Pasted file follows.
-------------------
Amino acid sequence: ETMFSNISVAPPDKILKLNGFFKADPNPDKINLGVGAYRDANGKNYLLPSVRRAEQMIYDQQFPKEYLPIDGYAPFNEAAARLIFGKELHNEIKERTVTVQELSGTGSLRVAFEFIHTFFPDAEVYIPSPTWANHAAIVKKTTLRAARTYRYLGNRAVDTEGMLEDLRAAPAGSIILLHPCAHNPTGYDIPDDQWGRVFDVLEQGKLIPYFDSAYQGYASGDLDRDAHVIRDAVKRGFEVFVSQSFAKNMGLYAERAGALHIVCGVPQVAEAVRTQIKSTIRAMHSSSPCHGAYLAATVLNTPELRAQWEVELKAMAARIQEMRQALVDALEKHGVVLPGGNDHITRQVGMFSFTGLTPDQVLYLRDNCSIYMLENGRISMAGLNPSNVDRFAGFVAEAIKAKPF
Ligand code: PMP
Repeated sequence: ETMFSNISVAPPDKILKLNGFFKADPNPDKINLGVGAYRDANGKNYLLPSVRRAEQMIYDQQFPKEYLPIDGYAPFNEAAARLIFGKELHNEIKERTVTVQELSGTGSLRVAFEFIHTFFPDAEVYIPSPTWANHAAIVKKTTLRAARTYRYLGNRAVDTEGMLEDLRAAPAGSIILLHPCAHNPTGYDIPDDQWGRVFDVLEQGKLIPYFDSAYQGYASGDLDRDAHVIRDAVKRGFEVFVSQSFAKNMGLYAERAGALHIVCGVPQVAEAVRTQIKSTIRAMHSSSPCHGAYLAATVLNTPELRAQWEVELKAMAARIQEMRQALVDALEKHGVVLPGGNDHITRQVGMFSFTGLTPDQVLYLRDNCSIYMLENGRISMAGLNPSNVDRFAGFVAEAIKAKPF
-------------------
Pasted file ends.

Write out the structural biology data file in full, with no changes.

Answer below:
Amino acid sequence: ETMFSNISVAPPDKILKLNGFFKADPNPDKINLGVGAYRDANGKNYLLPSVRRAEQMIYDQQFPKEYLPIDGYAPFNEAAARLIFGKELHNEIKERTVTVQELSGTGSLRVAFEFIHTFFPDAEVYIPSPTWANHAAIVKKTTLRAARTYRYLGNRAVDTEGMLEDLRAAPAGSIILLHPCAHNPTGYDIPDDQWGRVFDVLEQGKLIPYFDSAYQGYASGDLDRDAHVIRDAVKRGFEVFVSQSFAKNMGLYAERAGALHIVCGVPQVAEAVRTQIKSTIRAMHSSSPCHGAYLAATVLNTPELRAQWEVELKAMAARIQEMRQALVDALEKHGVVLPGGNDHITRQVGMFSFTGLTPDQVLYLRDNCSIYMLENGRISMAGLNPSNVDRFAGFVAEAIKAKPF
Ligand code: PMP
Repeated sequence: ETMFSNISVAPPDKILKLNGFFKADPNPDKINLGVGAYRDANGKNYLLPSVRRAEQMIYDQQFPKEYLPIDGYAPFNEAAARLIFGKELHNEIKERTVTVQELSGTGSLRVAFEFIHTFFPDAEVYIPSPTWANHAAIVKKTTLRAARTYRYLGNRAVDTEGMLEDLRAAPAGSIILLHPCAHNPTGYDIPDDQWGRVFDVLEQGKLIPYFDSAYQGYASGDLDRDAHVIRDAVKRGFEVFVSQSFAKNMGLYAERAGALHIVCGVPQVAEAVRTQIKSTIRAMHSSSPCHGAYLAATVLNTPELRAQWEVELKAMAARIQEMRQALVDALEKHGVVLPGGNDHITRQVGMFSFTGLTPDQVLYLRDNCSIYMLENGRISMAGLNPSNVDRFAGFVAEAIKAKPF